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ust what is a balanced diet? What do the various nutrients in our food do, and how much of each of them do we need every day for a healthier body? We answer some of your questions and help you become a savvier shopper.
A guide to the guidelines
On many packaged foods you’ll see a chart like this, listing Guideline Daily Amounts (GDAs) – the number of calories and the amount of various nutrients recommended by the UK Government for a healthy, active adult. They’re not targets, but by comparing them with the amounts in the food we buy they can help us all make healthier choices.
|Guideline daily amounts (GDAs)|
|Per Day||Women||Men||Maximum or minimum?|
|Energy||2000kcal||2500kcal||A guideline for a healthy amount|
|of which Sugars||90g||120g||Maximum amount|
|Saturated Fat||20g||30g||Maximum amount|
|Sodium (salt)||2.4g (6g)||2.4g (6g)||Maximum amount|
Shopping for health
What’s on the list and why is it there? Here’s a run down of the items on the chart above explaining what they do and why we should be eating more or less of them. For more information on healthy eating in general you can also download our fact sheets.
The dreaded carbs – fact and fiction
‘Carbs’ often get a bad press, but healthy eating isn’t just about lettuce and lemon juice; while it’s true we should be eating less sugar, sustaining ‘slow release’ complex carbs provide energy and, by making you feel fuller for longer, can be a great ally in keeping you trim. Healthy carbs should make up about a third of everything we eat. Just watch out for the fatty spreads and creamy sauces that tend to go with them!
Where to find them: Rice, pasta, bread, potatoes, cous cous and other grains such as barley and bulgur wheat.
Perfectly proportioned protein
Essential though it is in helping our body grow and repair itself, many of us eat more protein than we need to. Experts suggest two portions a day, a portion being either a piece of meat or fish about the size of a deck of cards, two eggs, or four tablespoons of cooked beans or lentils.
Where to find it: Meat, fish, milk, dairy products and eggs, and vegetable sources like beans, lentils and nuts.
Fats, good and bad
The fat we eat gives us energy and certain fatty acids we can’t make for ourselves, as well as helping us absorb certain other nutrients. The type of fat you eat – saturated or unsaturated – is every bit as important as the total amount.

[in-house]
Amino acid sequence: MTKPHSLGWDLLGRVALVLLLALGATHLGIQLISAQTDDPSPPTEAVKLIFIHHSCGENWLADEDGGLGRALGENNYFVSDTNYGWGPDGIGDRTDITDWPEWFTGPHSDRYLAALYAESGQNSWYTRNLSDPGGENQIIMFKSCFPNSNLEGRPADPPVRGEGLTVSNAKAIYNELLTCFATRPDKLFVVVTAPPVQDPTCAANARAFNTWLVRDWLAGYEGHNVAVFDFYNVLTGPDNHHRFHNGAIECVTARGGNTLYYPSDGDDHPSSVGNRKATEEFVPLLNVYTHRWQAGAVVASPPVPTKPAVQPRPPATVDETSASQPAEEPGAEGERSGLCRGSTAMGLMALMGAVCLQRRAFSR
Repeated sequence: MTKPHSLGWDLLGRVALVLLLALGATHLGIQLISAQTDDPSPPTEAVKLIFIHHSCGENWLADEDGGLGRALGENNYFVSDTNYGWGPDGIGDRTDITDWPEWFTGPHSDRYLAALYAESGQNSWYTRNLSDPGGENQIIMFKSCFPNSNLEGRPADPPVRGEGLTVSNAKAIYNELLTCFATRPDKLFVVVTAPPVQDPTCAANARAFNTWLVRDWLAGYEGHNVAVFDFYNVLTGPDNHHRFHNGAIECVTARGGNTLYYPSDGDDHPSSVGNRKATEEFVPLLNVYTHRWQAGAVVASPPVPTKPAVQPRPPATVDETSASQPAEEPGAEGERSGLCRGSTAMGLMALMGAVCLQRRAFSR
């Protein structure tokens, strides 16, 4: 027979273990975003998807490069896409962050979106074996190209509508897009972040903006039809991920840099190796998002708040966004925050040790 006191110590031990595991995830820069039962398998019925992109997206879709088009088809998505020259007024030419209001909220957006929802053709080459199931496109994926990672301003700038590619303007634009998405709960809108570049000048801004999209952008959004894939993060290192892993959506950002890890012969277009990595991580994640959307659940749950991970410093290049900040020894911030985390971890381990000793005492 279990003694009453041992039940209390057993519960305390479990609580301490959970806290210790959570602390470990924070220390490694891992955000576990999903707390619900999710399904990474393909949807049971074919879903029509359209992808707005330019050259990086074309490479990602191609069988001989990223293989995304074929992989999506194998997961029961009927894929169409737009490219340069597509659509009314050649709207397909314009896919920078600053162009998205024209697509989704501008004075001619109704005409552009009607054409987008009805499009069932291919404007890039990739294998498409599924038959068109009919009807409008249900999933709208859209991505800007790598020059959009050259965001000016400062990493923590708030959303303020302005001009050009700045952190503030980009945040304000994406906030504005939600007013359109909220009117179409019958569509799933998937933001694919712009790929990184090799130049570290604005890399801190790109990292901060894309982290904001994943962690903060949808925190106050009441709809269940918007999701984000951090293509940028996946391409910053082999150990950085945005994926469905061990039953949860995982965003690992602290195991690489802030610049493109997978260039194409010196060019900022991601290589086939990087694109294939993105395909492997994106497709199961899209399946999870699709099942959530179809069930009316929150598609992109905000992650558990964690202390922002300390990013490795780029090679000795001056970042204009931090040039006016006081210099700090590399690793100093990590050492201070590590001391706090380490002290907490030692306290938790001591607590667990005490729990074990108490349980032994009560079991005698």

Where to find them: Saturated fats are generally found in hard fat foods such as lard, butter, cheese and red meats, and have been linked to higher blood cholesterol levels and heart disease. So it’s a good idea to eat as little of these as possible. Unsaturated fats are found in vegetable oils and oily fish, and are a valuable part of a healthy diet.
Vitamins for vitality
Vitamins and minerals are the ‘micronutrients’ that help keep us running smoothly, If you’re in good health, a varied diet including your ‘5 a day’ should give you all you need without supplements.
Where to find them: Some we produce in our bodies, but most come from the foods we eat, especially fruit and vegetables.
Strictly speaking, not a nutrient as most of the fibre we eat passes straight through our bodies, but fibre plays a vital role in keeping our digestive system moving. The soluble fibre in beans, lentils, fruit and vegetables can also help to lower cholesterol. Leaving the skins on fruit and veg when you can will ensure you get the maximum benefit.
Where to find it: Cereals (especially wholewheat, wholegrain and brown versions), beans, pulses, lentils, fruit and vegetables.
Eating too much salt is linked to high blood pressure, so, like fat and sugar, it appears in the GDA charts as a maximum. Cut down bit by bit and you’ll soon get used to tasting your food rather than the salt.
How to avoid it: Always read the labels and cut down on high salt processed foods (sweet and savoury), certain cheeses, cured meats and fish. Try flavouring recipes with herbs and spices such as black pepper, ginger and garlic instead of salt.
The perfect meal
If calculating GDAs seems like too much hard work when planning everyday eating, another way is to think of food as a buffet made up of five different food groups; picking just the right amount from each one gives us a perfectly balanced plate of food – the ‘eat well’ plate.